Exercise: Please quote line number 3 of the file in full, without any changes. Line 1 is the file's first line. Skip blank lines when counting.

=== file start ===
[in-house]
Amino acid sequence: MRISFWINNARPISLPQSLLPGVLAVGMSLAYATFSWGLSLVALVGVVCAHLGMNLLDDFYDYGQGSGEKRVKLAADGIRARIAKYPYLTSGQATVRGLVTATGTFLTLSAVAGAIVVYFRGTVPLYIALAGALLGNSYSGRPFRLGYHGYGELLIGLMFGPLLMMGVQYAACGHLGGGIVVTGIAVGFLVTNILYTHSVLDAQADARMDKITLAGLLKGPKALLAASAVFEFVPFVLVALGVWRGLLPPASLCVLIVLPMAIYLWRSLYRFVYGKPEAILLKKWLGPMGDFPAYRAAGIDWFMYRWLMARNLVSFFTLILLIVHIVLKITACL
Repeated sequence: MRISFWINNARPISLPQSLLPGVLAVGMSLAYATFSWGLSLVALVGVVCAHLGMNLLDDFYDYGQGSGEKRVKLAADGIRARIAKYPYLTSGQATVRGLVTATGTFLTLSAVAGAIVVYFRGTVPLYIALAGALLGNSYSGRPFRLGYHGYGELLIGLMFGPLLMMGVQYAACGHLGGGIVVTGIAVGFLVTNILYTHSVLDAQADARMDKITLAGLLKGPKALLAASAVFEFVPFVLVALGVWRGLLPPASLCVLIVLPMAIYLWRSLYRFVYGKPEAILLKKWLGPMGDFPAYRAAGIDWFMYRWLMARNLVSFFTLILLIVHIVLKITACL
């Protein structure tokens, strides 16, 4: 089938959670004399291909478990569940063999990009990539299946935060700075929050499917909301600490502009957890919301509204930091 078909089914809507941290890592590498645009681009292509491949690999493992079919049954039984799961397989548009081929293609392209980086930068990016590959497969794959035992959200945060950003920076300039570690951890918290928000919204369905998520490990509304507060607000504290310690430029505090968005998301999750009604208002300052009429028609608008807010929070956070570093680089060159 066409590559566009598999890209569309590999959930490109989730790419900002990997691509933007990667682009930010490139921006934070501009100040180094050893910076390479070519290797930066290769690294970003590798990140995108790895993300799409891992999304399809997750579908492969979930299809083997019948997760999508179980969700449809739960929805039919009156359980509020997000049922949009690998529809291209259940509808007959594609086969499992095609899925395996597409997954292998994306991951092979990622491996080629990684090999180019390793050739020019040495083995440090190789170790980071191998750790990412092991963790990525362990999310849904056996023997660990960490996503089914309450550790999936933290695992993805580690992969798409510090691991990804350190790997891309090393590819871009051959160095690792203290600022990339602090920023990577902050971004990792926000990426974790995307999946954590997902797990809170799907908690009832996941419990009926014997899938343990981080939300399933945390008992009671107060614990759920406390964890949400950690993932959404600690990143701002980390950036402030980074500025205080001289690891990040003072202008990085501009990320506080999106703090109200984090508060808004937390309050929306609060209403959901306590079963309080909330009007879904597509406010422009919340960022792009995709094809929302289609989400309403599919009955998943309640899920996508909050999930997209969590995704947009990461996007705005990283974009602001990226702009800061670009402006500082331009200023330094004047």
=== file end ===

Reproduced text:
Repeated sequence: MRISFWINNARPISLPQSLLPGVLAVGMSLAYATFSWGLSLVALVGVVCAHLGMNLLDDFYDYGQGSGEKRVKLAADGIRARIAKYPYLTSGQATVRGLVTATGTFLTLSAVAGAIVVYFRGTVPLYIALAGALLGNSYSGRPFRLGYHGYGELLIGLMFGPLLMMGVQYAACGHLGGGIVVTGIAVGFLVTNILYTHSVLDAQADARMDKITLAGLLKGPKALLAASAVFEFVPFVLVALGVWRGLLPPASLCVLIVLPMAIYLWRSLYRFVYGKPEAILLKKWLGPMGDFPAYRAAGIDWFMYRWLMARNLVSFFTLILLIVHIVLKITACL